Evaluation of Usefulness of Polymerase Chain Reaction in the Diagnosis of Malaria in Nigeria

DO Ogbolu, OA Terry Alli, AS Nassar, OO Ajagbe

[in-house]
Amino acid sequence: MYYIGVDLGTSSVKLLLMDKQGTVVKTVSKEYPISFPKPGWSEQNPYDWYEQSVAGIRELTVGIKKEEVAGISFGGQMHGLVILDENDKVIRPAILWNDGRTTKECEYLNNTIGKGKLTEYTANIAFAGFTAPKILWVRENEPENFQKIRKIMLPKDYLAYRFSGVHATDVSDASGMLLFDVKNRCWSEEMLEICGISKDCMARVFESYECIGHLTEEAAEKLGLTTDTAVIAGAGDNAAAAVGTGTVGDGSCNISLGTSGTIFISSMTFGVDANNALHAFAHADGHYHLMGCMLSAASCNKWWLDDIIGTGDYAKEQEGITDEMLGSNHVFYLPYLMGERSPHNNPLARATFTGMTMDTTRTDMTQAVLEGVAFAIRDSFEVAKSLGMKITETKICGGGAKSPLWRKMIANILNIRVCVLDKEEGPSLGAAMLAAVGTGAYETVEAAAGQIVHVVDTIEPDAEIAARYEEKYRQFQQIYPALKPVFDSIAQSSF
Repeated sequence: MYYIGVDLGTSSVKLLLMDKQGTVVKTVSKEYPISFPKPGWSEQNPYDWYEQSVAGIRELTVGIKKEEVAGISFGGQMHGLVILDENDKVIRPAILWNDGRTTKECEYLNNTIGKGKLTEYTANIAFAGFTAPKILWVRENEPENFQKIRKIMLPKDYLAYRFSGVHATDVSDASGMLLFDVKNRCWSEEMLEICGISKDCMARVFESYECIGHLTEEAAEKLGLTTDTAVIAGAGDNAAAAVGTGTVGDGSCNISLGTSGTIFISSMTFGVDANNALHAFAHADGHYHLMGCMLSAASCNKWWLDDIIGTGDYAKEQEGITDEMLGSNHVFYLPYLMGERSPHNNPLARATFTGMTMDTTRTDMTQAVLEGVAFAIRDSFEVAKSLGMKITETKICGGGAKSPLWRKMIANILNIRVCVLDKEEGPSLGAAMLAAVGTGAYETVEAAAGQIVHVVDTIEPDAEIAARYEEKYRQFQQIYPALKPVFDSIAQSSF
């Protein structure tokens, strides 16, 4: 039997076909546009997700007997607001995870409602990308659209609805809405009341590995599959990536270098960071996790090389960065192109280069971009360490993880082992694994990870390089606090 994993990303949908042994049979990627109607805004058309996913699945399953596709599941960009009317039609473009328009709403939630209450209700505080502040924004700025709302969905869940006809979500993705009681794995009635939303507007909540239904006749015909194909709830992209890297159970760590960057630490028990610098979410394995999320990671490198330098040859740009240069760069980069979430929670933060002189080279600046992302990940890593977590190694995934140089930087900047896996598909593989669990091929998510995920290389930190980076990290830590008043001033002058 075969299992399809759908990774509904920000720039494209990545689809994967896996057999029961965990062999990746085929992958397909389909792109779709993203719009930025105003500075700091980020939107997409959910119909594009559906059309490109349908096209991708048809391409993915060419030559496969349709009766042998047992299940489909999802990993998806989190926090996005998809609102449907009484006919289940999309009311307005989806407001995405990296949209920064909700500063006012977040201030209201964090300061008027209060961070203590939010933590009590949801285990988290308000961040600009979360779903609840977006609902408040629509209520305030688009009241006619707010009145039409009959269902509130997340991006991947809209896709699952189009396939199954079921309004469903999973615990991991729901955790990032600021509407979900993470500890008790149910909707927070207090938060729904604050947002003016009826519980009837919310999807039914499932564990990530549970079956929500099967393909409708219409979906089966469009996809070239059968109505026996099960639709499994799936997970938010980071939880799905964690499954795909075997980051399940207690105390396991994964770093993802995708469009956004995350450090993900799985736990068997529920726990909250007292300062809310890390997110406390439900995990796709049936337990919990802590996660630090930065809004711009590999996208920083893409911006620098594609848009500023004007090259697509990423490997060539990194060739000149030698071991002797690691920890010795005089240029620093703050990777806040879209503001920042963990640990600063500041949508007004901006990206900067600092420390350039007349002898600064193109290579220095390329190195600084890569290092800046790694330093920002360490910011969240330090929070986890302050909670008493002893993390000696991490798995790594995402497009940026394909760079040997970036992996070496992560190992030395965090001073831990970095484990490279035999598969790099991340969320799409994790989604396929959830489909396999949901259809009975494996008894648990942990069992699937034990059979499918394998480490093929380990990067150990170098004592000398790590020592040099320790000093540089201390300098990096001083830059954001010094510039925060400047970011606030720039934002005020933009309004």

Microscopy has been the most common technique for the diagnosis of malaria in south western Nigeria. This study was undertaken to determine the efficiency of PCR for malaria diagnosis in south western Nigeria. A total of 450 samples submitted for malaria diagnosis at Obafemi Awolowo University Teaching Hospital Complex (OAUTHC), Ile-Ife between the months of January and December, 2009 were used. Methods used included Giemsa staining procedure for estimation of parasite densities and polymerase chain reaction (PCR) to detect the presence of malaria parasite in the whole blood. Using microscopy as reference gold standard, patients comprising 120 males and 330 females with age ranging between less than 1 and 60 samples were used. In all, about 255 (56.7 %) of the samples were positive for microscopy, while 75 (16.7 %) with high parasitaemia on microscopy were positive for PCR analysis. The study concluded that PCR for diagnosis of malaria has sensitivity of 29.4% and specificity of 100% using crude method of DNA extraction while the use of DNA extraction kit has sensitivity of 90.2% and specificity of 100%, hence effort should be geared towards increasing the sensitivity and reduce the cost of doing the test in low resource country like Nigeria.

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